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To arrest spiking food inflation, the union government on Wednesday conducted the third round of wheat auction which saw 5.08 lakh tonnes of wheat hitting the open market from the central pool.

This auction comes amid fear that prevailing high temperatures could continue through March impacting the rabi wheat crop. Last year, the government had to ban wheat exports due to crop damage owing to excessive heat in March. 

“The third e-auction to offload wheat under OMSS (D) was held on 22.02.2023. Stocks were offered from 620 depots spread over 23 Regions of FCI across the country. Total quantity of 11.79 LMT was offered and 5.07 LMT of wheat was auctioned," an official statement said. 

Against the all India weighted average reserve price of 2138.12/Quintal, stocks were sold for an all India weighted average selling price of 2172.08/Quintal, the statement further read. 

In the first two rounds, nearly 13 lakh tonnes of wheat have been sold under the Open Market Sale Scheme (OMSS). The next weekly e-auction will be held on March 1.

“If the prevailing high temperatures continue through March, the rabi wheat crop will be impacted and yields would at best be on a par — or marginally lesser — than last year’s low," Crisil said in a report.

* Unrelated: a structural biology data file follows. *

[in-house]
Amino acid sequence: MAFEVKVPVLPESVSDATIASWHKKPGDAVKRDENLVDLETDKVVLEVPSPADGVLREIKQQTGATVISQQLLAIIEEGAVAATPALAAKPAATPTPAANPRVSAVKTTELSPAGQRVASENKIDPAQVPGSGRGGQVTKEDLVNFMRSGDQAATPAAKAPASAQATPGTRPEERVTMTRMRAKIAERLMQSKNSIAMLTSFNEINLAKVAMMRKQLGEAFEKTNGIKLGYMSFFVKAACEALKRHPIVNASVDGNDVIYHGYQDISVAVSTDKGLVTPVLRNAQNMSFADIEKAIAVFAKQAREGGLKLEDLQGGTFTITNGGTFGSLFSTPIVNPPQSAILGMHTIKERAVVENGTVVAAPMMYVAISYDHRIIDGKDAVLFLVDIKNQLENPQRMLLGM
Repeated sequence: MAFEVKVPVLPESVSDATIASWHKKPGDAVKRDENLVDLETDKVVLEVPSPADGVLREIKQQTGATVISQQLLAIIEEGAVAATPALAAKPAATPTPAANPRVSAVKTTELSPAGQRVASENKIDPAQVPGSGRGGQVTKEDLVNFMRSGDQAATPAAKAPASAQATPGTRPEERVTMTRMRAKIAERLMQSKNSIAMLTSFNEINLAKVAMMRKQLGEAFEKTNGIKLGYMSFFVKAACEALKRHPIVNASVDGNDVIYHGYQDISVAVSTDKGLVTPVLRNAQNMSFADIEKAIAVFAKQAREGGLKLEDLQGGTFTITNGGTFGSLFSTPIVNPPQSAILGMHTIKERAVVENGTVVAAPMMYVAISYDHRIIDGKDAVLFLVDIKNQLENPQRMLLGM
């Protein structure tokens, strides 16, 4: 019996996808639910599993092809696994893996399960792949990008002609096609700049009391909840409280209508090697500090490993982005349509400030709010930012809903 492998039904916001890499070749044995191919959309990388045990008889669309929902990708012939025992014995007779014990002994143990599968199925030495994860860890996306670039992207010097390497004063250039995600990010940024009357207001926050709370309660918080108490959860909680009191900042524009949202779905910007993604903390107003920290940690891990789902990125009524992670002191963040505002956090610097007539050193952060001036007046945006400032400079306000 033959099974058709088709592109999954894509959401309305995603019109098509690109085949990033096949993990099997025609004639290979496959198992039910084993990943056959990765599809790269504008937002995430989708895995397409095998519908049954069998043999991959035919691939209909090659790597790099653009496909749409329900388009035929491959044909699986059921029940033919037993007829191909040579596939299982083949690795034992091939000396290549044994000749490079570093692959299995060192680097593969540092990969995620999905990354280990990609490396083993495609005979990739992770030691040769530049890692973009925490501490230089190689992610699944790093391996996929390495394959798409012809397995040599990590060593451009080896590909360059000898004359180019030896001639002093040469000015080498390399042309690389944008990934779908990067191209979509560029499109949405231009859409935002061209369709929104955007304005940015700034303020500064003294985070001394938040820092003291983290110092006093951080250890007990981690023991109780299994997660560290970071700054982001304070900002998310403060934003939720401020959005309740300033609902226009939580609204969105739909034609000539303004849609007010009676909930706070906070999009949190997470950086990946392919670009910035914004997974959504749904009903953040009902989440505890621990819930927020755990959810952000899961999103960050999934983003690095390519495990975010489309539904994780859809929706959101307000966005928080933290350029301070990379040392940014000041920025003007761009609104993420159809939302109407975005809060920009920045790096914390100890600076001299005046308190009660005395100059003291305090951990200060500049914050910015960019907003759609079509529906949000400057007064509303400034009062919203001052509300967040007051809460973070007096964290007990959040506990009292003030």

In Uttar Pradesh -- accounting for ~30% of India’s wheat production -- the eastern part is expected to have relatively good yields on-year because of timely sowing after harvest of kharif paddy.

On the other hand, western UP could see a marginal decline due to late sowing — majorly in the sugarcane belt — if high temperatures persist in March. In Punjab and Haryana (together accounting for ~25% of India’s wheat production), late-sown wheat is in the flowering stage, while the early sown lot is in the milking stage. 

“High temperatures are detrimental to grain formation in both these stages. Similarly, in Madhya Pradesh (~20% of India’s wheat production) late-sown wheat is at the milking stage. But Bihar (~5% of India’s wheat production) saw early sowing and the crop there is at the grain formation/maturation stage," the report added. 

While wheat prices have been on a downward trend in the past 20 days, if these high temperatures persist for the next 20 days, there could be a turnaround in prices, the report further stated.

Wheat prices have been on the rise ever since the Ukraine war began in February last year as Russia and Ukraine accounted for nearly one-fourth of the global wheat production. The surge in international prices prompted India to ban wheat exports in May in order to check in rise in domestic prices.

The government later in May prohibited exports of wheat flour (atta), flour, semolina and wholemeal atta.

HDFC Bank said in a note, “The inflation fight is not over yet and the moderation seen at the end of 2022 was neither broad-based nor durable. While we know that government interventions—like offloading of wheat stocks in January—coupled with healthy rabi output could help ease pressures on cereal as well as protein inflation over the coming months, controlling core inflation could be much tougher."

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